Each player can choose a certain number of ships upgrades (not including their captain card) which will allow them to do certain things during play - maybe once or sometimes repeatedly. It could be allowing a secondary weapon to fire twice, firing a more powerful weapon, cancelling any previous round effects, enhancing shields - you get the general picture.

So how does it play once you've popped all the tokens from their card mounts, set your ship up and established who's commanding the Galaxy Class Enterprise and who gets the Klingons and Romulans? 

At first it's best to follow the guide and try the introductory game. I played my step-daughter and got a whooping with the D'deridex Class Warbird. Shields were down and there was no going back. However once you step past the very basic starter game it gets a lot more interesting. More factors come into play, you appreciate the maneuverability of each ship (which can be significantly different) and just what can push it to breaking point. Shields and hull damage become a lot more significant as damage cards get dealt with successful hits through your defensive grid take an effect on your ship's abilities.

The selection of your crew and therefore your upgrades becomes pretty important and as I get further into playing and collecting my fleet I'm sure it'll become more evident that certain abilities are better against certain opponents. I'm thinking of going for pure Starfleet versus Klingons however I know that there are a couple of ships outside that remit that look rather tasty. The Galaxy Class ship doesn't have to be the Enterprise either given that there's a blank card to which you can assign your own standard - USS SKoST perhaps?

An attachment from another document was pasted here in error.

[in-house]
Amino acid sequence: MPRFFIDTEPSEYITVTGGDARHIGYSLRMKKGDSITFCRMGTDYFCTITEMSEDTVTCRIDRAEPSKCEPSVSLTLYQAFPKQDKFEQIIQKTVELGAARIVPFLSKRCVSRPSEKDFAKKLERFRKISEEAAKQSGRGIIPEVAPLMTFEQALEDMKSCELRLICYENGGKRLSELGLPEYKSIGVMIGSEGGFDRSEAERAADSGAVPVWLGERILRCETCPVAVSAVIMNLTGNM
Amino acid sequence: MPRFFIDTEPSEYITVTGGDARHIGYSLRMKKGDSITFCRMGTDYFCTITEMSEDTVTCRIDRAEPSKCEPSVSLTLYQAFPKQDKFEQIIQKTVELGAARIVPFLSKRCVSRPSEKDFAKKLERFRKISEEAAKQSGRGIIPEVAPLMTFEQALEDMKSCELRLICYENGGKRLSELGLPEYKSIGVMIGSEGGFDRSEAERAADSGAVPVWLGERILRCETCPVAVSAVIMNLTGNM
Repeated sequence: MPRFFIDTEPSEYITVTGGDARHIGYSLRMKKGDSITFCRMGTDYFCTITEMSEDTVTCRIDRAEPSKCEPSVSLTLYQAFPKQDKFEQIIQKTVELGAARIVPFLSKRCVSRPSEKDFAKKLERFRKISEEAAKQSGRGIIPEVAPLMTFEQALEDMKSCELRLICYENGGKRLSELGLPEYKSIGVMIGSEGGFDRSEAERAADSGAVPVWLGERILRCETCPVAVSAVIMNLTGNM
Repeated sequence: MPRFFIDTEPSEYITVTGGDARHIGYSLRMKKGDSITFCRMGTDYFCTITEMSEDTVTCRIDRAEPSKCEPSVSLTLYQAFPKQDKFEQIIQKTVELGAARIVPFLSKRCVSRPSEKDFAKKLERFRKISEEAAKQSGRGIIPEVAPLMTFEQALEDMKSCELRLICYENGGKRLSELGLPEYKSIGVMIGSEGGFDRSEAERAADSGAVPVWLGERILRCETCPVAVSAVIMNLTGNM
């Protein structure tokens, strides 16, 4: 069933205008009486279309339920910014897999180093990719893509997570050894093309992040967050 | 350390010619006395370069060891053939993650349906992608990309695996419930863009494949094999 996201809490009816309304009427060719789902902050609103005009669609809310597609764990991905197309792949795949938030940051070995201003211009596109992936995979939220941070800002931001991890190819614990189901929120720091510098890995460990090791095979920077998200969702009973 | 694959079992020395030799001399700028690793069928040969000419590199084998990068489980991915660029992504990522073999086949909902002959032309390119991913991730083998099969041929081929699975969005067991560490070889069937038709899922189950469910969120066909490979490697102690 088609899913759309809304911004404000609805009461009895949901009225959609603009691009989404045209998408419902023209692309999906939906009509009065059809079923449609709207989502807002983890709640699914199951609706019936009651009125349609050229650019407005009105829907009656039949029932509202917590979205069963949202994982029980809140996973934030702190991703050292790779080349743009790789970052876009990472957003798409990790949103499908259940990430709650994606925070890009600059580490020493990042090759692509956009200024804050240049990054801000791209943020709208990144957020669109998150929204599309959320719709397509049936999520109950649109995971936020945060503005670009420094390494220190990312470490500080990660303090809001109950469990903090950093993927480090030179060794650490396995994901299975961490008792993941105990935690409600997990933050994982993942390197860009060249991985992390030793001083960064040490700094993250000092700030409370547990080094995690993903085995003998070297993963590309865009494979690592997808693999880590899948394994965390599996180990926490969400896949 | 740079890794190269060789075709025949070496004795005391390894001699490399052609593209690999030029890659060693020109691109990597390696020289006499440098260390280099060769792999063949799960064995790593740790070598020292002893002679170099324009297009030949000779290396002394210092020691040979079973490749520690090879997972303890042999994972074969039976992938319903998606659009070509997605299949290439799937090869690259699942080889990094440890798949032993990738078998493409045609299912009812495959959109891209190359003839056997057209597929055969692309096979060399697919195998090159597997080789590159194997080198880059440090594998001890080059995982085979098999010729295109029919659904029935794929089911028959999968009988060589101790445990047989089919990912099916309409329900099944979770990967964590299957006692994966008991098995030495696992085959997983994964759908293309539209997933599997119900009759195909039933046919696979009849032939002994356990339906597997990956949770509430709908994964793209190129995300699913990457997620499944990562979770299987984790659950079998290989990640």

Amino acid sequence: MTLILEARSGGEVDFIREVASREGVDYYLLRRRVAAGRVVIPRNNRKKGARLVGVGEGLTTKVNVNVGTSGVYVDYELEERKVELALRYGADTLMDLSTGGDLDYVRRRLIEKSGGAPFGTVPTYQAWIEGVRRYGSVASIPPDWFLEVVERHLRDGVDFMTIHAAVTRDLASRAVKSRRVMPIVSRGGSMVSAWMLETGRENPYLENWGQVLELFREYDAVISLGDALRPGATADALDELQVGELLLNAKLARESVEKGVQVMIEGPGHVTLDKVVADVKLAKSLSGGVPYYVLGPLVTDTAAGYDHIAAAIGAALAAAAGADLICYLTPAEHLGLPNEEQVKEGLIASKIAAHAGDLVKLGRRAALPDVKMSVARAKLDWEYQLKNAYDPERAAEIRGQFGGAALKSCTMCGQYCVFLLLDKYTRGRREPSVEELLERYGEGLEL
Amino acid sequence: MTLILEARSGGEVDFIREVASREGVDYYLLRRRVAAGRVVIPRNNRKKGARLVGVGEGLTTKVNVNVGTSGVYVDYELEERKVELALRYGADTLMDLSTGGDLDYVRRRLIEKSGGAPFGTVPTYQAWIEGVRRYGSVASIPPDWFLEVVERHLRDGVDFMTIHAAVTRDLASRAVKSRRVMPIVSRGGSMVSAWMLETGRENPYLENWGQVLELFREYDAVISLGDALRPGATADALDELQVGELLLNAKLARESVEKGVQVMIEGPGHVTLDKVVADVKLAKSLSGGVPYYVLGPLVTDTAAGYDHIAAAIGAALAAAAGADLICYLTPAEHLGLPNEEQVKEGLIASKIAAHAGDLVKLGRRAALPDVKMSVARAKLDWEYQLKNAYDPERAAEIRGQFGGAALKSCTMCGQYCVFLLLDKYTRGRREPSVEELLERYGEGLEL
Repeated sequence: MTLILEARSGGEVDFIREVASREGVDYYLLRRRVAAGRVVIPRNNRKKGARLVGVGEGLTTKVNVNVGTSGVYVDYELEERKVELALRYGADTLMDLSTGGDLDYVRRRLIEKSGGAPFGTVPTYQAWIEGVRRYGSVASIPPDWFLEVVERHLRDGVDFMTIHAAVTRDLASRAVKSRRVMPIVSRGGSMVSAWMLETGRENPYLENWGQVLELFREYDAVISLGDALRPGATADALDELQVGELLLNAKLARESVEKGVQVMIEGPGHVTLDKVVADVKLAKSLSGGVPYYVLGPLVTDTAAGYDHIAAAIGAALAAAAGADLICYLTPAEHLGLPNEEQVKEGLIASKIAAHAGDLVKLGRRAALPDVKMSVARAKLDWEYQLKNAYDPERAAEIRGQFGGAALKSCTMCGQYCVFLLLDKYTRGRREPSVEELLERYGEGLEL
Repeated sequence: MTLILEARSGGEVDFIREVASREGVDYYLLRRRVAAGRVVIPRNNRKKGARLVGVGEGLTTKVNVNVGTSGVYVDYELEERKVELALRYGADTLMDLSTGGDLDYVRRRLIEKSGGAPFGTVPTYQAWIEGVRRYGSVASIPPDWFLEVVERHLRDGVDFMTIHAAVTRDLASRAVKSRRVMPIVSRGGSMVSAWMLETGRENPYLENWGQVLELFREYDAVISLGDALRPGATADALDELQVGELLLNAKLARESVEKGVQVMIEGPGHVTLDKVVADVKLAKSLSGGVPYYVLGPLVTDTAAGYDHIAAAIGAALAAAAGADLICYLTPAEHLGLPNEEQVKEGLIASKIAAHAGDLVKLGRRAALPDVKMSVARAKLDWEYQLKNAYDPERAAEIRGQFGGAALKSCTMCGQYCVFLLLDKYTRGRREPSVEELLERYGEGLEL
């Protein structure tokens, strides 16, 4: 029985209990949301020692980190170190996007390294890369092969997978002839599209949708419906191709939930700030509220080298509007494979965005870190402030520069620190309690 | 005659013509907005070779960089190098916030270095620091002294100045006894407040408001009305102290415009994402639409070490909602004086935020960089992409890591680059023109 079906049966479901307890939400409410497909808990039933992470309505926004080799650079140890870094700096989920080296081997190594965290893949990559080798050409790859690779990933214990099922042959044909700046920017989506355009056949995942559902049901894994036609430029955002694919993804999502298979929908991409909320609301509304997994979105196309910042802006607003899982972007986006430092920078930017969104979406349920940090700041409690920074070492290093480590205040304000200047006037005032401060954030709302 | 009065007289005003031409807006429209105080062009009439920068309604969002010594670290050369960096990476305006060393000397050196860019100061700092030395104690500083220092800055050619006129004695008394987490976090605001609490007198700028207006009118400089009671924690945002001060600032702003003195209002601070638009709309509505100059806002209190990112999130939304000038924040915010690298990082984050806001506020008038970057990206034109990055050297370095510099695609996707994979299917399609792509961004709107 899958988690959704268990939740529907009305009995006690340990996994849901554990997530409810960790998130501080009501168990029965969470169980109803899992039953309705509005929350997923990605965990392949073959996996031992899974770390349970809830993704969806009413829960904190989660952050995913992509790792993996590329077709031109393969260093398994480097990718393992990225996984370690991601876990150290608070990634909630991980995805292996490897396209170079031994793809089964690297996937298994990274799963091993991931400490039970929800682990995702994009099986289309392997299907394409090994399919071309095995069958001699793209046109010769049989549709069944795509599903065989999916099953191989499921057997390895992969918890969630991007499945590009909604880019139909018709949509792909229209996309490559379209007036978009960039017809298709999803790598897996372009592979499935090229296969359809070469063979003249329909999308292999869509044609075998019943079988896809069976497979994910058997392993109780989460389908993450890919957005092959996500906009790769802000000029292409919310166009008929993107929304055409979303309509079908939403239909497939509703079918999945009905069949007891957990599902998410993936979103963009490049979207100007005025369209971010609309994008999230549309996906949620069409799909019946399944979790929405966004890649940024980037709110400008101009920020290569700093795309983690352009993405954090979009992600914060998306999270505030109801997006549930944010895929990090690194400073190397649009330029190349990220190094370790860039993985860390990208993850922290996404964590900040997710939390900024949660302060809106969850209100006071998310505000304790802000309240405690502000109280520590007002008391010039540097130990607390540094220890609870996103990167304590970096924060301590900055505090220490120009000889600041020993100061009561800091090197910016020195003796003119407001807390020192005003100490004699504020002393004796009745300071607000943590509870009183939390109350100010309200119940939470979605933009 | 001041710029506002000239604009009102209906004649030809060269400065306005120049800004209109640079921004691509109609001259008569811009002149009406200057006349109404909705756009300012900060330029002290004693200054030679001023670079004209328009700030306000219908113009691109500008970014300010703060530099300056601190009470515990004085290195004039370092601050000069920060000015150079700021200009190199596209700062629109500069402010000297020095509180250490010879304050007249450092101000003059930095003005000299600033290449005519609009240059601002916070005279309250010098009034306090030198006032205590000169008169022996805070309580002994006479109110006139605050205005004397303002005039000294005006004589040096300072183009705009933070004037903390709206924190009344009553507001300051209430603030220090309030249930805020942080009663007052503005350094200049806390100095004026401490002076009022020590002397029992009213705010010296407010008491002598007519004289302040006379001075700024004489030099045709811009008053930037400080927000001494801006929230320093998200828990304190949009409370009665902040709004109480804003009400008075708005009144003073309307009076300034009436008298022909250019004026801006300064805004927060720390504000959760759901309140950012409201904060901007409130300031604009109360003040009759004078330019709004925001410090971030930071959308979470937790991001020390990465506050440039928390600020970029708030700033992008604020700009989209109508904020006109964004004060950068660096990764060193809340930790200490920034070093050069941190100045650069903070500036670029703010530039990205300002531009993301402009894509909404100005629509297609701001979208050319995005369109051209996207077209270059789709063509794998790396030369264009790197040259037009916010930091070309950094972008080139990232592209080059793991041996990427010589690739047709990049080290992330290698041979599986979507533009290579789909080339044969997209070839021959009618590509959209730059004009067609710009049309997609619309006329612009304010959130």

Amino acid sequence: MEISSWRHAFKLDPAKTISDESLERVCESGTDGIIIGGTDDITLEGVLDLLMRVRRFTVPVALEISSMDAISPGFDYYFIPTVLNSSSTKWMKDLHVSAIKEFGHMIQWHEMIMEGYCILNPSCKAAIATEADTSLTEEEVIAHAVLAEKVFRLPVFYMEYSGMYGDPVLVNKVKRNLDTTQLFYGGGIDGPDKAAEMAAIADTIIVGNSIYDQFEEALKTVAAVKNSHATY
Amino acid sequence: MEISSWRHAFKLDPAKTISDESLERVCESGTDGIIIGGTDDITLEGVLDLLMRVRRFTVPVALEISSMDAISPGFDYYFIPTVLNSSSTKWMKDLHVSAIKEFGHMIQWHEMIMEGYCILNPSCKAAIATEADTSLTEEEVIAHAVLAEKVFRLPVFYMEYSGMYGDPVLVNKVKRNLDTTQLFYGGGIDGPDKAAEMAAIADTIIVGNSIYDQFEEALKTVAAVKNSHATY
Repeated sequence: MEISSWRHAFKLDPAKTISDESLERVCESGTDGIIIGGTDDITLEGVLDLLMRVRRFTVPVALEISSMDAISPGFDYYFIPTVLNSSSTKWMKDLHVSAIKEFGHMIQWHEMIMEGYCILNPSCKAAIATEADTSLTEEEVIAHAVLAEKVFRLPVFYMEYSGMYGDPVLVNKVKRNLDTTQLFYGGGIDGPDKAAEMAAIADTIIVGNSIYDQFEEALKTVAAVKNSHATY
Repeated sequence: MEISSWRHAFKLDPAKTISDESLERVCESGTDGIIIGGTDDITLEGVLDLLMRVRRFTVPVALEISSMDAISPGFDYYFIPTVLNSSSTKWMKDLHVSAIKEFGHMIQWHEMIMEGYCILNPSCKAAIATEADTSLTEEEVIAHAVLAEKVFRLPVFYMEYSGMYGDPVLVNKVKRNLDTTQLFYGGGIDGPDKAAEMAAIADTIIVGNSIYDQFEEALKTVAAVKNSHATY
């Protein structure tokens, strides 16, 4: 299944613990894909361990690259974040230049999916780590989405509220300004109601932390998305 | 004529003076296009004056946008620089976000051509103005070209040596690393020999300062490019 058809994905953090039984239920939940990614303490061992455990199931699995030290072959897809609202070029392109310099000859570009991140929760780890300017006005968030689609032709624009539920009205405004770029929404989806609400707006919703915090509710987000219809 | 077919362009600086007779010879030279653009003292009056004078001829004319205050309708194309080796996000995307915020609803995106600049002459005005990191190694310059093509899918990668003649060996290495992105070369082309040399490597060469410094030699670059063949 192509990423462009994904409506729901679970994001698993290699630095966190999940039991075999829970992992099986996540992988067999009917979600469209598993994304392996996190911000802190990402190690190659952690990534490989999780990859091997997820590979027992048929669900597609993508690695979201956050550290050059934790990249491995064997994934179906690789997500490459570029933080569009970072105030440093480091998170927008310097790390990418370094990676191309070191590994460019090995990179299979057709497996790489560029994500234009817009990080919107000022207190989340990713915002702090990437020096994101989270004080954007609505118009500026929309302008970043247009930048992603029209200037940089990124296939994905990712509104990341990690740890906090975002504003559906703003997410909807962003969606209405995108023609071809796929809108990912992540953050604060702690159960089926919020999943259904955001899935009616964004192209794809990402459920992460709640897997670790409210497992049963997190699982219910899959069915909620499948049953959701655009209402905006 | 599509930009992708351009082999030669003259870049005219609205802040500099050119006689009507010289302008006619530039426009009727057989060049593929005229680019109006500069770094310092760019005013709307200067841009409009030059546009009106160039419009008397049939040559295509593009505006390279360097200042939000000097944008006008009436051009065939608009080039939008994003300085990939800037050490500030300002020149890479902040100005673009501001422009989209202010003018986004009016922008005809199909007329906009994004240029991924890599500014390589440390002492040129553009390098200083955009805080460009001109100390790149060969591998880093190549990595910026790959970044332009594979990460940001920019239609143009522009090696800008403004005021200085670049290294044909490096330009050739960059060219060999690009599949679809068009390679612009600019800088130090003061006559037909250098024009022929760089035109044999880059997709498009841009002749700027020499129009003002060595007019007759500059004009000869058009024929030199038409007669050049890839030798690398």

As to the upgrades, each ship has different strengths and weaknesses at this level too with certain crew providing unique features which do have some relevance to their position on the ship. Geordi's are more inclined to propulsion while Riker's have a line into command. Then there's getting to grips with firing arcs and weapon power depending on your target distance and all sorts of bits I probably haven't tackled. Out of the box you don't get to play as a full fleet due to the number of ships but you can see from these three that selecting the right ones will be key to your successes. I think from conversations I've had with another recent disciple of Attack Wing who's purchased the Breen warship that it has some kind of super weapony thing. I suspect that Chang's Bird-of-Prey has the ability to fire while cloaked. It's on the To Buy list of course.

Attack Wing has been out for a while now with the current expansion wave into its ninth cycle with one a month, containing three new ships, planned right up until at least June 2015. This month saw the arrival of Wave 10 including the Vidiian starship, the Regent's ship from the Mirror Universe and the Cardassian Hideki Class squadron. So far I've only acquired the Starter Set and one USS Voyager. If you're wondering why I've not mentioned that one, I want to talk about it separately so that's my next piece on Attack Wing sorted. I've grabbed an image here which also shows Wave 11 which adds the Federation fighters, Romulan drone from Enterprise and the Krenim warship from Voyager.

For this time though let's round off the discussion on the Starter Set. It's a good deal and means that from the off you're able to play with a maximum of of three players. I get that there's some similarity to Star Trek Online here in the fact it's space combat however at least I can sit and face the person I'm playing and have a chat at the same time rather than facing a computer screen for another ten hours.The in-game variations are endless through the ship upgrades (choose your crew carefully) and the captain as well as in your choice of ship - or ships because your fleet will be growing. 

Next time I want to talk about the Voyager expansion pack and it's impact on the starter set and also it's unique features which make it one of the stand out add-ons...

Started on Attack Wing? How are you finding the game and what are your ships of choice? Let us know which ones to watch out for below!